Santos faces likely insurmountable challenges to safely dispose of up to 430,500 tonnes of coal seam gas waste (roughly equal to the weight of 61,500 fully grown African bull elephants) that would be generated if its Pilliga (Narrabri) gasfield is built.
Santos’ waste management plan was recently uploaded to the NSW Government’s major project’s website. It identifies three sites Santos has suggested for the disposal of the massive amount of waste its planned gasfield would create.
WeKando, Chinchilla, Queensland (on the banks of a tributary of the Murray-Darling)
A landfill facility at Kemps Creek in Western Sydney
A landfill facility at Jackson, Queensland (500km from Narrabri)
The extraction of coal seam gas generates large volumes of water contaminated with salt and heavy metals.
The Queensland coal seam gas industry recently came under fire for having no solution to address its waste problem, despite thousands of gas wells having already been drilled across the state.
Lock the Gate Campaign Coordinator Carmel Flint said, “Trucking hazardous coal seam gas waste thousands of kilometres and burying it underground is a terrible and risky idea.
“Santos shouldn’t be allowed to turn either Western Sydney or regional Queensland into their dumping ground. Santos’ waste management plan is simply to offload their responsibilities and land their waste on others to deal with.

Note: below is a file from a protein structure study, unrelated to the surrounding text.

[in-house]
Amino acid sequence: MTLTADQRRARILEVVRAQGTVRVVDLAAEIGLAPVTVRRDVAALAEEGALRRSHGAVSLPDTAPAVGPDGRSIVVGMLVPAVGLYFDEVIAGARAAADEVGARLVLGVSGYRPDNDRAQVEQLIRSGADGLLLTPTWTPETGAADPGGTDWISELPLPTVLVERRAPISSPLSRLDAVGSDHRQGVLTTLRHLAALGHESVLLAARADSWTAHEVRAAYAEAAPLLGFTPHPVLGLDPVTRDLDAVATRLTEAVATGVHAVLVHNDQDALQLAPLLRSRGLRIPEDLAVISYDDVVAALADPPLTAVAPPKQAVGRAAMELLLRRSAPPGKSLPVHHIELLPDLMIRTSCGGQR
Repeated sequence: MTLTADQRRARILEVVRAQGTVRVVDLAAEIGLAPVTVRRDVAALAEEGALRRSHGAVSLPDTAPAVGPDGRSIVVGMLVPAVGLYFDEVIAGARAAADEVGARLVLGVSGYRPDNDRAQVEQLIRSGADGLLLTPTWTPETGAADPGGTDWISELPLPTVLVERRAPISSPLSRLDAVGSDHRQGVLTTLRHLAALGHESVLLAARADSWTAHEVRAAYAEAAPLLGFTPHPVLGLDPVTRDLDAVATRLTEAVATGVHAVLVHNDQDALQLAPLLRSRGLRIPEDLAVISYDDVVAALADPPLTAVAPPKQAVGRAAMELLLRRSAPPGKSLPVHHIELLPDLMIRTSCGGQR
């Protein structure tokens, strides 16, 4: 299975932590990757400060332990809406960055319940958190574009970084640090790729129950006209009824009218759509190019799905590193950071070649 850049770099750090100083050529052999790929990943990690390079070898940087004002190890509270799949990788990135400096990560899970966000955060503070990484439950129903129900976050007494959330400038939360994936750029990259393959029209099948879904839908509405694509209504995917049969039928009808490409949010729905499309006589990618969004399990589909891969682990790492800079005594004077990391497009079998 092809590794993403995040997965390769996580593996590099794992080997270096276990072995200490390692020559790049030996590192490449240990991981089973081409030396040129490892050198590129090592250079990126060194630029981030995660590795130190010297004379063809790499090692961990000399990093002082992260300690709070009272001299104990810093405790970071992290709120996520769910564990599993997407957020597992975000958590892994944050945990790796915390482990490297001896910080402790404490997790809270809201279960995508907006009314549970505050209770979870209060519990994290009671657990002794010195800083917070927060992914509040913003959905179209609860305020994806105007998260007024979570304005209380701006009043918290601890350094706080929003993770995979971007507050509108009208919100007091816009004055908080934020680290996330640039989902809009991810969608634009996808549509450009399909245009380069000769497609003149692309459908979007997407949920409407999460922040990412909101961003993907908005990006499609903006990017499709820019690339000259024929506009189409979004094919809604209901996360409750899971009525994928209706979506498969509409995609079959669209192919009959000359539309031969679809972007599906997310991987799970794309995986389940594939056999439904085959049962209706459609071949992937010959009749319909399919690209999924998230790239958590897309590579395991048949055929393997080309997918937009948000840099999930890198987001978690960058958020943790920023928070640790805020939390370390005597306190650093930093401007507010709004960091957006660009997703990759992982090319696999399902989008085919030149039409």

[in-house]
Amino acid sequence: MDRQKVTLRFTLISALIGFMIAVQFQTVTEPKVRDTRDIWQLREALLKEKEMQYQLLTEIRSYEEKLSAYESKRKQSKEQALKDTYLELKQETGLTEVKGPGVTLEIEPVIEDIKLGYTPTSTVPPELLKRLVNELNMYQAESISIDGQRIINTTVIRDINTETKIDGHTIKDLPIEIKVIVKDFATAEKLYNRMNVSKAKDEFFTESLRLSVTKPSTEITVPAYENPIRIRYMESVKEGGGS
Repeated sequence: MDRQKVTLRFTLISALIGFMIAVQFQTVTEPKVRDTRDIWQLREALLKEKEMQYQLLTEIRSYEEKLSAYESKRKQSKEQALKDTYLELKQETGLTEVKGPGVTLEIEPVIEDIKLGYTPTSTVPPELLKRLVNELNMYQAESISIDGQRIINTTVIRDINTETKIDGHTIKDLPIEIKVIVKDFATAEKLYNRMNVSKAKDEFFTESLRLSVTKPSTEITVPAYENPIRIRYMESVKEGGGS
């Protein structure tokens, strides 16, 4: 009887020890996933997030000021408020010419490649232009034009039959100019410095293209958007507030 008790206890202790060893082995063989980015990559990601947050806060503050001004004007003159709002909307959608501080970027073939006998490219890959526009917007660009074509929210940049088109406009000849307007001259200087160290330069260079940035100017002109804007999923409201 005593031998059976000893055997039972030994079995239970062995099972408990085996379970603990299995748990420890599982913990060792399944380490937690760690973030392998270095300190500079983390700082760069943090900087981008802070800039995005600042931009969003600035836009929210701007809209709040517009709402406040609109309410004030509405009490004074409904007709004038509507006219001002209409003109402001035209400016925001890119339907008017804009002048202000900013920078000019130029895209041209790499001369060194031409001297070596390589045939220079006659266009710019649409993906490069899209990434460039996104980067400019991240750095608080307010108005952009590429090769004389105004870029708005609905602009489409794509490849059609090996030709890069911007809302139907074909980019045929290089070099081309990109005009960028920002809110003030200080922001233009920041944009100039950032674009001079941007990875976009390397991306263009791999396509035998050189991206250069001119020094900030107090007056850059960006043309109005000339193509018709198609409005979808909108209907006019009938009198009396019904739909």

“This type of waste represents a serious environmental risk and, if buried, would have to be managed in perpetuity to prevent it being released into groundwater or surface water.
“The approval for the Narrabri Gas Project requires Santos to ‘maximise beneficial reuse’ of salt waste from their gasfield, but here they are already scoping out a contract to dump more than half of it in landfill.
“The site at Kemps Ck appears to have had problems with flooding in the past and one of the Queensland sites is just a short distance from a creek that flows to the Condamine River.
“We estimate that moving this amount of waste would require 47 truckloads per month that would collectively travel 50,000km. So not only is it a dangerous idea, but it will increase greenhouse gas emissions from transporting the waste as well."
Third-generation cattle farmer Glen Beasley lives near the WeKando waste facility near Chinchilla in southern Queensland, one of the proposed landfill sites where the Narrabri gasfield’s waste could be sent. The waste facility is just 100 metres from Stockyard Creek, in the headwaters of the Murray-Darling Basin.
He said he was worried about the potential impacts on the local water catchment from Santos’ salt waste.
“The possibility of contamination from leakage from landfill into the local water table is serious," Mr Beasley said.
“Salt is not benign, it’s a potential contaminant.
“Successive governments have failed to adequately deal with this corrosive industry that contributes very little to Australia, the Australian public, and places a lot at risk.”